Cohen and her colleagues added to this definition of dependence their summary of compelling research evidence that smoking is "a highly controlled or compulsive behavior." The control in smoking comes from the precision with which smokers obtain nicotine to maintain consistent blood levels. They cited as proof the consistent patterns of cigarette smoking; the gradual increase of cigarette intake over time until a stable level is achieved; and the findings that more than three-fourths of current smokers say they would like to quit, and two-thirds have made at least one serious attempt.
Additional evidence of nicotine's addictive nature is that it is considered rewarding by smokers, even to the point of being what Cohen and her colleagues called a "potent euphoriant."
Calling smoking merely a "habit" troubles many scientists who study the effects of nicotine and tobacco. "One of my linguistic pet peeves is the use of the word 'habit' in reference to smoking and tobacco use," wrote Ronald Davis, former director of the U.S. Office on Smoking and Health, now editor of the journal Tobacco Control. He decried the repeated use by the tobacco industry of the 1964 Surgeon General's report to justify their claims that nicotine is merely a habit. The 1964 document concluded: "The tobacco habit should be characterized as an habituation rather than an addiction." However, Davis noted, "[T]he industry invariably skips over the preceding paragraph," in which the report stated that habitual use was "reinforced and perpetuated" by nicotine's action on the central nervous system.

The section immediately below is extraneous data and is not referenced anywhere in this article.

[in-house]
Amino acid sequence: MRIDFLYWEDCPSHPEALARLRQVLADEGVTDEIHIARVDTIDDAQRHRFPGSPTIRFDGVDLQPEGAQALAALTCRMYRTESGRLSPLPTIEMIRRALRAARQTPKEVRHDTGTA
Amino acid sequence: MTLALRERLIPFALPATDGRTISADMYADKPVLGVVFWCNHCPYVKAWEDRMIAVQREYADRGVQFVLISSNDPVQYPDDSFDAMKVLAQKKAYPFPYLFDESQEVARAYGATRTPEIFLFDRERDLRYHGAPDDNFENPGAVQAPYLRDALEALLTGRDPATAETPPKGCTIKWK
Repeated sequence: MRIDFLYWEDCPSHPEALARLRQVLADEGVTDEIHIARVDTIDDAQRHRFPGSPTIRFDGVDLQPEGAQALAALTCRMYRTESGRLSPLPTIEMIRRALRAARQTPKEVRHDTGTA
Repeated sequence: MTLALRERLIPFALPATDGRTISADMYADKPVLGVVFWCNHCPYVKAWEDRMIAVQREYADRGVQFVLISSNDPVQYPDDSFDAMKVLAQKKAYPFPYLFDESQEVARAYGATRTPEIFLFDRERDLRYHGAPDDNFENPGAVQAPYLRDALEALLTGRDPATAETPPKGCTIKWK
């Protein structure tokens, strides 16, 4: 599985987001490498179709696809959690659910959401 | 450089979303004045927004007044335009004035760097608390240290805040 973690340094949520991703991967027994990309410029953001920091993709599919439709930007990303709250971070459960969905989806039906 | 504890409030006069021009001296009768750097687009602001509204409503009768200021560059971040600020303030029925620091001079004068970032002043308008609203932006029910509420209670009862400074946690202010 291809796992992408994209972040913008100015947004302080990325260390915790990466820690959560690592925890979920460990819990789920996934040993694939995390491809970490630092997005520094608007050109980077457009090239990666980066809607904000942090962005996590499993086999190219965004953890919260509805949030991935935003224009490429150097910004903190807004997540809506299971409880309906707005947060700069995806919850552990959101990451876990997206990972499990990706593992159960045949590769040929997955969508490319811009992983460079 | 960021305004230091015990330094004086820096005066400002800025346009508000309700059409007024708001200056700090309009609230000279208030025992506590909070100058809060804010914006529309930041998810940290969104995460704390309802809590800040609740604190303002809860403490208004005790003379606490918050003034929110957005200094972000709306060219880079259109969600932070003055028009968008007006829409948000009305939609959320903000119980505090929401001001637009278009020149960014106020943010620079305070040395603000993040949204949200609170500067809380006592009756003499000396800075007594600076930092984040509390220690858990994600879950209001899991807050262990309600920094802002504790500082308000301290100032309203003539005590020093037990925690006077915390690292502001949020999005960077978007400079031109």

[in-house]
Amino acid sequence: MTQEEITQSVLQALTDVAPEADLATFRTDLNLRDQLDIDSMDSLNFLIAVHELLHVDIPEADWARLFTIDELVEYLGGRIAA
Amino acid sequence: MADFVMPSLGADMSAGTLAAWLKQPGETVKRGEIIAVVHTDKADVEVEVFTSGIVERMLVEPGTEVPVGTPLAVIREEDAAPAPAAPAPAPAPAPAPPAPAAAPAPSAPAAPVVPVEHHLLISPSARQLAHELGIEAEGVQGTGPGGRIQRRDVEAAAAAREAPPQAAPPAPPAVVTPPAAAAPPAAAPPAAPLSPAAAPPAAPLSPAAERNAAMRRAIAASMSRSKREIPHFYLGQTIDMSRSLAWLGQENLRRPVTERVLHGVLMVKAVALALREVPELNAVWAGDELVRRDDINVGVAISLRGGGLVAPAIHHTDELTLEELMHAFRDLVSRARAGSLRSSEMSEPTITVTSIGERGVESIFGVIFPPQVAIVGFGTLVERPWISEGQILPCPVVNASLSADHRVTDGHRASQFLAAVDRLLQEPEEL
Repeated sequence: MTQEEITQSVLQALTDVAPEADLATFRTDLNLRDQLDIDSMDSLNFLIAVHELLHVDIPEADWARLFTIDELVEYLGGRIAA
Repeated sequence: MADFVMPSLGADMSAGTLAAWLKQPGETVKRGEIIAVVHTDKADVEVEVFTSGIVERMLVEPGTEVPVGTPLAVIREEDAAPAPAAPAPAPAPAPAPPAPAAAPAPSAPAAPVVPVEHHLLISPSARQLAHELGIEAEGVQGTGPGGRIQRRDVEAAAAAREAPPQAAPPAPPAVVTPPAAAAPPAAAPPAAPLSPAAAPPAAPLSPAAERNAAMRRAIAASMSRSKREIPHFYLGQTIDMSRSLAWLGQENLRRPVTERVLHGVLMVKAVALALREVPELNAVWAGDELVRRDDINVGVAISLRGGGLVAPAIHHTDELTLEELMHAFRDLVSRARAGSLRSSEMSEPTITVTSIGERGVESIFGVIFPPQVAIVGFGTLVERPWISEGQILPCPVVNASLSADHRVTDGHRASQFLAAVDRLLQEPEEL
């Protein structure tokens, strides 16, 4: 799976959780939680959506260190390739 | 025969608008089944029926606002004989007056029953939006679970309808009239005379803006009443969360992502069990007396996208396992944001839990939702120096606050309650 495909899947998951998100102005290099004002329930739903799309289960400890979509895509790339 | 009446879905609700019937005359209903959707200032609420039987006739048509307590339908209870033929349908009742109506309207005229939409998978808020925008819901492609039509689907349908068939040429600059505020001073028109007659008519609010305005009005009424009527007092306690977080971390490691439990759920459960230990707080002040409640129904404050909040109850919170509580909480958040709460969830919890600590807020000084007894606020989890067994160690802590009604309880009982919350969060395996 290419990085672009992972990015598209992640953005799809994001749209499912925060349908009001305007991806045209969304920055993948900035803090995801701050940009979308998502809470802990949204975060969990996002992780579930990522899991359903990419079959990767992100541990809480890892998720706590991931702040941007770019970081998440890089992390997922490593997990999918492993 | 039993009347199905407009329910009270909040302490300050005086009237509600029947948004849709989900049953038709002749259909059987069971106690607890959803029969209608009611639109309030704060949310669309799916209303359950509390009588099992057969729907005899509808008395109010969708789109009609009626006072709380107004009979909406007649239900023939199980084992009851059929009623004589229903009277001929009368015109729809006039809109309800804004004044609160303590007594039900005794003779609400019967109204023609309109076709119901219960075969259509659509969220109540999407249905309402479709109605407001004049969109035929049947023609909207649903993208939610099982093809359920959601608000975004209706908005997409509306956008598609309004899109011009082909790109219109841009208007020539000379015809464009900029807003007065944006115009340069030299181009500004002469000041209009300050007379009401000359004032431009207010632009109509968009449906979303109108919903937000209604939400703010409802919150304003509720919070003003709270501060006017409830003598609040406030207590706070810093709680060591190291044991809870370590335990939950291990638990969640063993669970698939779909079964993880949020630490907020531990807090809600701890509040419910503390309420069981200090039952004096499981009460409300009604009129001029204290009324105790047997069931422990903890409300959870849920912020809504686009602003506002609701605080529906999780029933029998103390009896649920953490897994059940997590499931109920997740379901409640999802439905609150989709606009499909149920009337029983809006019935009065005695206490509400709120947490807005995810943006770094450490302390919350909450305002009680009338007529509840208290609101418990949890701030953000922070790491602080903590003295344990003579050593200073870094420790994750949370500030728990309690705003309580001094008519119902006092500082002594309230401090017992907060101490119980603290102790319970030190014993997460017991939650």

The 1964 report did not label nicotine as addictive, referring to it instead as a substance used habitually, like coffee. Those insisting that tobacco isn't strictly addictive latched onto this distinction. A smoker's morning cigarette, they said, was no different than a morning cup of coffee. It must have been disconcerting for them to read reports in respected medical journals in the mid-1990s that caffeine can also be addictive. Quitting caffeine use when one routinely has even a small amount per day can result in abstinence symptoms that often include a nasty headache that can last for days. However, this physical dependence usually is not accompanied by compulsive drug-seeking behavior.
Unlike the 1964 report, the 1988 Surgeon General's report (subtitled Nicotine Addiction) was devoted almost entirely to nicotine's addictive qualities. With the benefit of hindsight, the latter report explained the nuances of terminology and classification that had resulted in the 1964 report, and stated that the terms drug addiction and drug dependence are equivalent.